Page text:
GDPR and the recently passed California Consumer Privacy Act (CCPA) are similar but not the same. So preparation for CCPA will require a few different action points. Attorney Lothar Determann, with the International Association of Privacy Professionals, provided a list of tasks that companies dealing with California residents should consider to become compliant by January 2020. They include:
- Prepare data maps, inventories and other records pertaining to the personal information of California residents, households and devices.
- Consider alternative business models, including California-only sites and offerings.
- Establish designated methods for submitting data access requests.
- Provide a clear and conspicuous “Do Not Sell My Personal Information” link on your website’s homepage.
- Fund and implement new systems and processes to verify the identity and authorization of people who request data access, deletion or portability.
- Update privacy policies with newly required information, including a description of California residents’ rights.
- Establish policies to avoid charges that your business “willfully disregards the California resident’s age” by implementing methods of obtaining parental or guardian consent for minors under 13 and direct consent of minors between 13 and 18.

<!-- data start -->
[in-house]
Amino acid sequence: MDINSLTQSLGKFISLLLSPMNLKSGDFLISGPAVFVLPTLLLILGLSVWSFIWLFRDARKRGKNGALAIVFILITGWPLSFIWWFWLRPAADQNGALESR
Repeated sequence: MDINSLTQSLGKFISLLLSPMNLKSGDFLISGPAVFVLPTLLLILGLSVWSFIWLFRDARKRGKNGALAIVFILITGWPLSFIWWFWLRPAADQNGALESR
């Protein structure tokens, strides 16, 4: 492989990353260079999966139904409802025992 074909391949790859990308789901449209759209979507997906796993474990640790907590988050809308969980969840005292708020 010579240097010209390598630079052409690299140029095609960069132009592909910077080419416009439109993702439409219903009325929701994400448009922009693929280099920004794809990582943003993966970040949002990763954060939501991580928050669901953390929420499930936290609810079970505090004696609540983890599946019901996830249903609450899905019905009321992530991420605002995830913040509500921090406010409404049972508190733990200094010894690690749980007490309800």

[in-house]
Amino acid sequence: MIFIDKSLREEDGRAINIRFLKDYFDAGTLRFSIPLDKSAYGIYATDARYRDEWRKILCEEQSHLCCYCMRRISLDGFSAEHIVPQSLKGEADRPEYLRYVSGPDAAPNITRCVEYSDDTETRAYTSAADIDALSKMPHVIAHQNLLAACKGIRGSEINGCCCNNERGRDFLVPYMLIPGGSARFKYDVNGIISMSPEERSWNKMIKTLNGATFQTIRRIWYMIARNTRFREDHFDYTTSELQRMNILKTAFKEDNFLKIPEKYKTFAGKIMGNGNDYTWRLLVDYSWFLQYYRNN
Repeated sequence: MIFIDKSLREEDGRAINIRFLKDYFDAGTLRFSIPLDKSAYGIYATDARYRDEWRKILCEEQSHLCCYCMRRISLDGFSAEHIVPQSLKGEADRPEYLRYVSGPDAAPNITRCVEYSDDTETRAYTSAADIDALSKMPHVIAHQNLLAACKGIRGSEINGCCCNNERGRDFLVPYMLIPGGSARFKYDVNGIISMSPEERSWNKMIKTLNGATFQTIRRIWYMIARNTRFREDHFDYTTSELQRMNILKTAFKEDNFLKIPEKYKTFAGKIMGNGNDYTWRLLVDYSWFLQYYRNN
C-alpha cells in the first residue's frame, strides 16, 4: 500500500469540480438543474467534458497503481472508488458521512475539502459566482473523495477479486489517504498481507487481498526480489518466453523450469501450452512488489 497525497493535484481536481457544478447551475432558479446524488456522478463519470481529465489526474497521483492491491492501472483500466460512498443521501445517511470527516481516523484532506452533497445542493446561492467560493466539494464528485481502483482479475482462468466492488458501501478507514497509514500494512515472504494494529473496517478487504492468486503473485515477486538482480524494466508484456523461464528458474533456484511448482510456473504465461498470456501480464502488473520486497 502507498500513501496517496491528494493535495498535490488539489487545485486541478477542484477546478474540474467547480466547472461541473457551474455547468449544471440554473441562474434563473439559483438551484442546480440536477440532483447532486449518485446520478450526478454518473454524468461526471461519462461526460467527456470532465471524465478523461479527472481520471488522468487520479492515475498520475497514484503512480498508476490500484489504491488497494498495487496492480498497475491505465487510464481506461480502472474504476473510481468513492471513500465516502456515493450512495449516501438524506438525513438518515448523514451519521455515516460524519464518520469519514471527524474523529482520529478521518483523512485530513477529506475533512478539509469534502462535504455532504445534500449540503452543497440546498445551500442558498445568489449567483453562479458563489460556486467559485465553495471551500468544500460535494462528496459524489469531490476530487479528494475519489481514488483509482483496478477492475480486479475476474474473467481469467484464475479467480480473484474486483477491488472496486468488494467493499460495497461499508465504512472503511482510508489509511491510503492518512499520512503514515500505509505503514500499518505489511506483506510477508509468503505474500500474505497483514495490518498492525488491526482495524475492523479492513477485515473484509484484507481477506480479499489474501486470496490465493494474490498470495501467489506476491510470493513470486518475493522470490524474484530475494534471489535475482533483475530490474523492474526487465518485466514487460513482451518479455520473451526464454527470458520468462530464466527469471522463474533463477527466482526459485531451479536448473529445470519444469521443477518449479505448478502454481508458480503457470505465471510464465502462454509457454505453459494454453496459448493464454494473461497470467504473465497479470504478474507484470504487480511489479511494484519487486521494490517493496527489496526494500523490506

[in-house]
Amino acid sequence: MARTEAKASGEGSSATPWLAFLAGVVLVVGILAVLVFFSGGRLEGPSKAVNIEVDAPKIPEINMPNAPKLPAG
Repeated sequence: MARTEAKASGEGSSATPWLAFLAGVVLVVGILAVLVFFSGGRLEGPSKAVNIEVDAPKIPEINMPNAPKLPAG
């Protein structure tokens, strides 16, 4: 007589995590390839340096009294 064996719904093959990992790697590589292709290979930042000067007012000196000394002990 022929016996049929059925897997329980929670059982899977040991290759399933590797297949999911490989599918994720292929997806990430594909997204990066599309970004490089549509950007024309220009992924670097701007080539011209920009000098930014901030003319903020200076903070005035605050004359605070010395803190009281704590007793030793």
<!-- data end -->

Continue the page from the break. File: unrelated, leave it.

Determann recommended that organizations manage this growing complexity generated by these new privacy regulations with a Customer Data Platform (CDP). This is a flexible, centralized platform to manage data across channels and devices, allowing organizations to get a handle on all of those different customer consent preferences. It will also help companies beyond the privacy laws we know about today because you know more are coming. As Determann explained:
CDPs were first developed as the next evolutionary step up from customer relationship management (CRM) systems and data management platforms (DMP), to help marketing improve targeting, relevance, and personalization. However, the inherent functionality of a CDP as a data unifier and processor makes it ideal for managing consumer consent preferences and complying with new data protection laws.
Fortunately, he added, with the right enterprise CDP, organizations can better consolidate data from specific individuals across many disparate systems. That’s because CDPs are designed to break down the silos that separate data, instead integrating information data from multiple sources — including IoT devices — for better visibility.
I agreed with Determann when he told me that data protection compliance is the new normal, and that organizations need to up their game in order to respond to new rules and regulations. How they go about this can make or break the customer relationship. In the end, isn’t that what running a business is all about, the customer relationship?
Sue Marquette Poremba has been writing about network security since 2008. In addition to her coverage of security issues for IT Business Edge, her security articles have been published at various sites such as Forbes, Midsize Insider and Tom's Guide. You can reach Sue via Twitter: @sueporemba